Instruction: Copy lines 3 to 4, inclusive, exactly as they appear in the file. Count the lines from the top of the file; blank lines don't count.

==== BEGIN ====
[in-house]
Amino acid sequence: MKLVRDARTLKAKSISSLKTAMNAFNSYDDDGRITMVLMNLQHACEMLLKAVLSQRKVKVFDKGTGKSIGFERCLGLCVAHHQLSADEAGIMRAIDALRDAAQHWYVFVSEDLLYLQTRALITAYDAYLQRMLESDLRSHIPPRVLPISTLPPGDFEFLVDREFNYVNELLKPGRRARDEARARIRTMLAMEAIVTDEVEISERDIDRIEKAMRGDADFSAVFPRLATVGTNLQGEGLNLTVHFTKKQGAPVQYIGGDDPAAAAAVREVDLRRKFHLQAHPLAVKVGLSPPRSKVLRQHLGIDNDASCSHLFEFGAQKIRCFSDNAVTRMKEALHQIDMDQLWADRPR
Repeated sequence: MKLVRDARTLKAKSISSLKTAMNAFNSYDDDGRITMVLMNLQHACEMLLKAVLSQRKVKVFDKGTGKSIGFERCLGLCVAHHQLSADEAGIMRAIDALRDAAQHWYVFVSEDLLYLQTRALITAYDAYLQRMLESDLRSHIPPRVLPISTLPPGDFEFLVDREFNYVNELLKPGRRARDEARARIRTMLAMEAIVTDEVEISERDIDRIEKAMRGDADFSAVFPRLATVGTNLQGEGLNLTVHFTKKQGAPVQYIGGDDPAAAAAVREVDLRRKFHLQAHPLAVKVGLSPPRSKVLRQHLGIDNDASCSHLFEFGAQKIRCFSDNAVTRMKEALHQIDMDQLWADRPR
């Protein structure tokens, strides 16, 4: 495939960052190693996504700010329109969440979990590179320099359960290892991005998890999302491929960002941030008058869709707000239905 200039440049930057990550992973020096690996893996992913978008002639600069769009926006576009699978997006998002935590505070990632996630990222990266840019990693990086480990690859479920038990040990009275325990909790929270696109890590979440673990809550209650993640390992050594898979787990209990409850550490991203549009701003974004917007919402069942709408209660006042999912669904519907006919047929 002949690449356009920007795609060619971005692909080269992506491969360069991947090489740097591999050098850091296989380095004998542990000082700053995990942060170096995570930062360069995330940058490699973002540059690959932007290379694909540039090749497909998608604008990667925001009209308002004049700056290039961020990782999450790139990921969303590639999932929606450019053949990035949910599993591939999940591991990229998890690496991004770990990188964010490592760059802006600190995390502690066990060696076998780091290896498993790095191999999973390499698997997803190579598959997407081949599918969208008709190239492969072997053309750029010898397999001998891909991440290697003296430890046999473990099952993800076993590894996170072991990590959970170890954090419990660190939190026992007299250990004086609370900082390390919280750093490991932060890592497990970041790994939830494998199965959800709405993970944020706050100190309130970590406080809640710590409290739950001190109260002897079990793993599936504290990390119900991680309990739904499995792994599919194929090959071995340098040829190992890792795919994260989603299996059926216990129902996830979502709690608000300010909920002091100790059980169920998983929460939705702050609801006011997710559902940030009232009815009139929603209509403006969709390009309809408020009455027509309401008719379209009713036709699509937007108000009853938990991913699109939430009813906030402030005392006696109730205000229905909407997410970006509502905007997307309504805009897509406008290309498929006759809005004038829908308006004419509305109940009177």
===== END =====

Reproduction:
Repeated sequence: MKLVRDARTLKAKSISSLKTAMNAFNSYDDDGRITMVLMNLQHACEMLLKAVLSQRKVKVFDKGTGKSIGFERCLGLCVAHHQLSADEAGIMRAIDALRDAAQHWYVFVSEDLLYLQTRALITAYDAYLQRMLESDLRSHIPPRVLPISTLPPGDFEFLVDREFNYVNELLKPGRRARDEARARIRTMLAMEAIVTDEVEISERDIDRIEKAMRGDADFSAVFPRLATVGTNLQGEGLNLTVHFTKKQGAPVQYIGGDDPAAAAAVREVDLRRKFHLQAHPLAVKVGLSPPRSKVLRQHLGIDNDASCSHLFEFGAQKIRCFSDNAVTRMKEALHQIDMDQLWADRPR
């Protein structure tokens, strides 16, 4: 495939960052190693996504700010329109969440979990590179320099359960290892991005998890999302491929960002941030008058869709707000239905 200039440049930057990550992973020096690996893996992913978008002639600069769009926006576009699978997006998002935590505070990632996630990222990266840019990693990086480990690859479920038990040990009275325990909790929270696109890590979440673990809550209650993640390992050594898979787990209990409850550490991203549009701003974004917007919402069942709408209660006042999912669904519907006919047929 002949690449356009920007795609060619971005692909080269992506491969360069991947090489740097591999050098850091296989380095004998542990000082700053995990942060170096995570930062360069995330940058490699973002540059690959932007290379694909540039090749497909998608604008990667925001009209308002004049700056290039961020990782999450790139990921969303590639999932929606450019053949990035949910599993591939999940591991990229998890690496991004770990990188964010490592760059802006600190995390502690066990060696076998780091290896498993790095191999999973390499698997997803190579598959997407081949599918969208008709190239492969072997053309750029010898397999001998891909991440290697003296430890046999473990099952993800076993590894996170072991990590959970170890954090419990660190939190026992007299250990004086609370900082390390919280750093490991932060890592497990970041790994939830494998199965959800709405993970944020706050100190309130970590406080809640710590409290739950001190109260002897079990793993599936504290990390119900991680309990739904499995792994599919194929090959071995340098040829190992890792795919994260989603299996059926216990129902996830979502709690608000300010909920002091100790059980169920998983929460939705702050609801006011997710559902940030009232009815009139929603209509403006969709390009309809408020009455027509309401008719379209009713036709699509937007108000009853938990991913699109939430009813906030402030005392006696109730205000229905909407997410970006509502905007997307309504805009897509406008290309498929006759809005004038829908308006004419509305109940009177």